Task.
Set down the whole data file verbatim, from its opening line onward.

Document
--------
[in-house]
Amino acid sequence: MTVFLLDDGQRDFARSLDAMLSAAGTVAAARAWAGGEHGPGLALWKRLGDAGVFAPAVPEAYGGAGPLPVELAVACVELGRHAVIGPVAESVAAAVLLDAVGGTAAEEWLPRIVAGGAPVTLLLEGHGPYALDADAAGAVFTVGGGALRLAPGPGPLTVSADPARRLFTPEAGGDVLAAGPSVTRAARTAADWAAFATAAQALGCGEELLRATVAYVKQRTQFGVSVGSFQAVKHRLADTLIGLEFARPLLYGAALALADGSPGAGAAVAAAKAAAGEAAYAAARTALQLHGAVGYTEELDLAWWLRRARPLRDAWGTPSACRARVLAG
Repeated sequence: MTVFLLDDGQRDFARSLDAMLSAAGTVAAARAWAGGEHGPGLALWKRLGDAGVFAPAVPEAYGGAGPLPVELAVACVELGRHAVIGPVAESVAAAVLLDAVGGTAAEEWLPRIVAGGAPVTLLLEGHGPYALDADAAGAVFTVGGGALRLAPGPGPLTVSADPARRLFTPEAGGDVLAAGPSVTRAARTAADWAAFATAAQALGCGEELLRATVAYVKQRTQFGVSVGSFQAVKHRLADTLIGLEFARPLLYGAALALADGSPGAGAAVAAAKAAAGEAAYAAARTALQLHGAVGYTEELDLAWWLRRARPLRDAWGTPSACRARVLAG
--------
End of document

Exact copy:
[in-house]
Amino acid sequence: MTVFLLDDGQRDFARSLDAMLSAAGTVAAARAWAGGEHGPGLALWKRLGDAGVFAPAVPEAYGGAGPLPVELAVACVELGRHAVIGPVAESVAAAVLLDAVGGTAAEEWLPRIVAGGAPVTLLLEGHGPYALDADAAGAVFTVGGGALRLAPGPGPLTVSADPARRLFTPEAGGDVLAAGPSVTRAARTAADWAAFATAAQALGCGEELLRATVAYVKQRTQFGVSVGSFQAVKHRLADTLIGLEFARPLLYGAALALADGSPGAGAAVAAAKAAAGEAAYAAARTALQLHGAVGYTEELDLAWWLRRARPLRDAWGTPSACRARVLAG
Repeated sequence: MTVFLLDDGQRDFARSLDAMLSAAGTVAAARAWAGGEHGPGLALWKRLGDAGVFAPAVPEAYGGAGPLPVELAVACVELGRHAVIGPVAESVAAAVLLDAVGGTAAEEWLPRIVAGGAPVTLLLEGHGPYALDADAAGAVFTVGGGALRLAPGPGPLTVSADPARRLFTPEAGGDVLAAGPSVTRAARTAADWAAFATAAQALGCGEELLRATVAYVKQRTQFGVSVGSFQAVKHRLADTLIGLEFARPLLYGAALALADGSPGAGAAVAAAKAAAGEAAYAAARTALQLHGAVGYTEELDLAWWLRRARPLRDAWGTPSACRARVLAG